For continuing to call out the "Big Lie" that the 2020 election was stolen from Donald Trump, Rep. Liz Cheney of Wyoming may soon lose her position as chair of the House Republican Conference, the No. 3 position in the party's leadership.
It's the latest proof that much of the party remains in the thrall of the former president, a bizarre state of affairs that also explains insidious efforts by Republican state legislators to make it harder to vote.
Three months ago House Republicans voted privately to retain Cheney in her leadership position, despite criticism of her vote to impeach Trump for his role in the Jan. 6 Capitol insurrection. But now she is facing a challenge from Rep. Elise Stefanik of New York, who has been endorsed by House Minority Leader Whip Steve Scalise of Louisiana.
Cheney also seems to have lost the support of House Minority Leader Kevin McCarthy of California, who after rightly saying that Trump bore responsibility for the Jan. 6 riots has reverted to the role of Trump toady. He was recorded Tuesday saying "I've lost confidence" in Cheney.
For some of her fellow Republicans, Cheney's sin seems to be that she doesn't genuflect at the altar of the great god Trump.
For other Republicans, Cheney's offense isn't that she voted to impeach Trump but that she insists on continuing to speak the truth about the former president. According to a report in the New York Times, some Republicans fear that Cheney's refusal to stop criticizing Trump or condemning the events of Jan. 6 "could weaken the party's message going into the 2022 midterm elections, when they hope to portray Democrats as big-government socialists so villainous they should be voted out of the majority."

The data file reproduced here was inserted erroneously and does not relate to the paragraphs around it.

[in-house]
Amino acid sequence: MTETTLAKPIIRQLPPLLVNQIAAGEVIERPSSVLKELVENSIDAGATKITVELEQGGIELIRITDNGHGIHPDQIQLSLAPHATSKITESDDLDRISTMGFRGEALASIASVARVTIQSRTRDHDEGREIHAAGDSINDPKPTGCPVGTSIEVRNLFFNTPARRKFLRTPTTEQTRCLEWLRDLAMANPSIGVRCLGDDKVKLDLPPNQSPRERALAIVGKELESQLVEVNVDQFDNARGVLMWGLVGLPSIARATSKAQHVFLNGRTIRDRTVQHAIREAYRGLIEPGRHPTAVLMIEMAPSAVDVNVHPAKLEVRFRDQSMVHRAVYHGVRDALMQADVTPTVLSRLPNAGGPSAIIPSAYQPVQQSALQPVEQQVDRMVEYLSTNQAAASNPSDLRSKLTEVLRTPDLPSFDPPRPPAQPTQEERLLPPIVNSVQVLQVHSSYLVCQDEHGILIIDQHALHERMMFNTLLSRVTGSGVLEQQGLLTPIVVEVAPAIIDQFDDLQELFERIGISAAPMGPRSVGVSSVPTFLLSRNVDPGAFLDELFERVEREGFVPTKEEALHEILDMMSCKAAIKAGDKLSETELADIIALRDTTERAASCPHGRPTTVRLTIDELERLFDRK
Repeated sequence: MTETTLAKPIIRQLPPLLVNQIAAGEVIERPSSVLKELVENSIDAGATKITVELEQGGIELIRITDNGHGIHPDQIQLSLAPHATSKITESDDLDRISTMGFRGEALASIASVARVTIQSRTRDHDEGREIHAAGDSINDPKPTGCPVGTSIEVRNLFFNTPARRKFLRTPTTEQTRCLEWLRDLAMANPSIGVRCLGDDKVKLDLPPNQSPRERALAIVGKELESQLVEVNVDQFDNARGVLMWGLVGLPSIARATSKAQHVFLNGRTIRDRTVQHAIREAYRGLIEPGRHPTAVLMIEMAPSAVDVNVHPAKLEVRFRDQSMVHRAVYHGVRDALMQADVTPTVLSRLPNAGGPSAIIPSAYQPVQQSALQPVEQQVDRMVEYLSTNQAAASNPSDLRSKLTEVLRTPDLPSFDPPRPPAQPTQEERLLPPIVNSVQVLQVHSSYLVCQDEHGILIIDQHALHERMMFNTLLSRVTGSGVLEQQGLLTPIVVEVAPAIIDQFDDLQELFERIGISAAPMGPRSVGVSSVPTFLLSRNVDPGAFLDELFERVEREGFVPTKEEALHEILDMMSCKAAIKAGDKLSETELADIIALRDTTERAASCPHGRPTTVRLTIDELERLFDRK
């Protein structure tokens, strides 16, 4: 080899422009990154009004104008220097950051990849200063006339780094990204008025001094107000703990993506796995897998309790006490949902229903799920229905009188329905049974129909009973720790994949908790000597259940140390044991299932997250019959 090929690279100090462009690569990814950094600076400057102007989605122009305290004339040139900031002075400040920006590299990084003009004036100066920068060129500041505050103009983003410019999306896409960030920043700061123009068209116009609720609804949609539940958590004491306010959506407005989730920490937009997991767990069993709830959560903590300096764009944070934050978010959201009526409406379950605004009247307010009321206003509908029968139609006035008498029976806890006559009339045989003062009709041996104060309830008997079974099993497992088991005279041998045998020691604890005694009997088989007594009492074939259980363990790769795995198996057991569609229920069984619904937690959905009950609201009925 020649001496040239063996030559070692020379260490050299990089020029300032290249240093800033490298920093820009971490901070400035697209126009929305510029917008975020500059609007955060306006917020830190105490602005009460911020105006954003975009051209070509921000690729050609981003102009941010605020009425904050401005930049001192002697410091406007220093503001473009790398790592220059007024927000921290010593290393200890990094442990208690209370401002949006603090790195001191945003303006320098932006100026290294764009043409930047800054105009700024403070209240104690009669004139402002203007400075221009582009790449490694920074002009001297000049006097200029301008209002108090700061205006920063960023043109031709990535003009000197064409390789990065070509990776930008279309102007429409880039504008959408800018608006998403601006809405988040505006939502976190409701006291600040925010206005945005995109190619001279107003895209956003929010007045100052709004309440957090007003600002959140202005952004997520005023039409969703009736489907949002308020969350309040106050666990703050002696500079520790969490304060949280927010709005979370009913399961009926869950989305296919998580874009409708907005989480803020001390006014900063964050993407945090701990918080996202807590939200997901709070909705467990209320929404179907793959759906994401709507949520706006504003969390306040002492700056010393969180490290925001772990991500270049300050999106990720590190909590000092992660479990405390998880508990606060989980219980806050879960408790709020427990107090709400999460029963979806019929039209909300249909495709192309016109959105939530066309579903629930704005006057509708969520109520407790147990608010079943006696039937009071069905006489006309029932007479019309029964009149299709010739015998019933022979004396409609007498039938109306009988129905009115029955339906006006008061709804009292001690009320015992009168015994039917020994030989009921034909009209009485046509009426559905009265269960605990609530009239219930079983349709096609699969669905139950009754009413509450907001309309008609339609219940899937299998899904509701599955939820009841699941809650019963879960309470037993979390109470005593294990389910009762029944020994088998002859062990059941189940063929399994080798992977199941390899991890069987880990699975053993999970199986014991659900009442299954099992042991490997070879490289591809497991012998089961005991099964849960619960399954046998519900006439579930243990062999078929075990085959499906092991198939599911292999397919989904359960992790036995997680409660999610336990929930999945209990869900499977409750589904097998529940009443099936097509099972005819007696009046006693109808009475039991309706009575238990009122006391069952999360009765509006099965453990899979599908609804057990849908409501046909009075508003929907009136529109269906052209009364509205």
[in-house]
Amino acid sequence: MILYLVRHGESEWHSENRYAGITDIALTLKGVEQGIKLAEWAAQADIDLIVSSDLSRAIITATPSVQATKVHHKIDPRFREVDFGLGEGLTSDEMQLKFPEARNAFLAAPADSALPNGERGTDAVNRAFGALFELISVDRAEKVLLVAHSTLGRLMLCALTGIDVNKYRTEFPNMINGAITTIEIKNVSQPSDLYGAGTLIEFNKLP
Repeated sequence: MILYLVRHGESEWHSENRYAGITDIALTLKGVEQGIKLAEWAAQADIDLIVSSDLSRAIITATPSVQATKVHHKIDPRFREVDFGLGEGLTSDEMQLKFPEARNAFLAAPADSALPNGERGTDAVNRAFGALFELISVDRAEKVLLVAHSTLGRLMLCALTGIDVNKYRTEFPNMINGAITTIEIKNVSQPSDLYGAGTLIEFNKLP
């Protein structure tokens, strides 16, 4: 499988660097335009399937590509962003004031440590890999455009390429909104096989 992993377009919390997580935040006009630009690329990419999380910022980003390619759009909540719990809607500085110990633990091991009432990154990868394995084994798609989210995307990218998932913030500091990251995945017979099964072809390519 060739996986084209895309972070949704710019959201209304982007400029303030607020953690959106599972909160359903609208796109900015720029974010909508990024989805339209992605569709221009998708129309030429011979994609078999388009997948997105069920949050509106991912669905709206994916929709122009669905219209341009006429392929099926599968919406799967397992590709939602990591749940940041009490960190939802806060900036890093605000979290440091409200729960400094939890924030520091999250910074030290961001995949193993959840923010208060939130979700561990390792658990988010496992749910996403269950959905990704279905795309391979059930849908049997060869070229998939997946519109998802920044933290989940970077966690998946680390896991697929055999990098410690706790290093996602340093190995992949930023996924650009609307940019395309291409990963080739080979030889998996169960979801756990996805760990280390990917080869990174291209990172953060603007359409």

But Cheney, a stalwart conservative, is on record criticizing President Joe Biden's spending plans. The only message her truth-telling weakens is that Trump won the election.
Democrats, who narrowly control both houses of Congress, need to move quickly to minimize the damage from the Republicans' embrace of Trump's Big Lie and the related notion that election law must be changed to dispel concerns about "election integrity" that are rooted in that lie.
Republicans are free to punish truth-tellers in their party for refusing to bow down to Trump. But they must not be allowed to undermine the right of Americans of all parties (and none) to exercise the most important obligation of a citizen in a democracy.
FROM AN EDITORIAL IN THE LOS ANGELES TIMES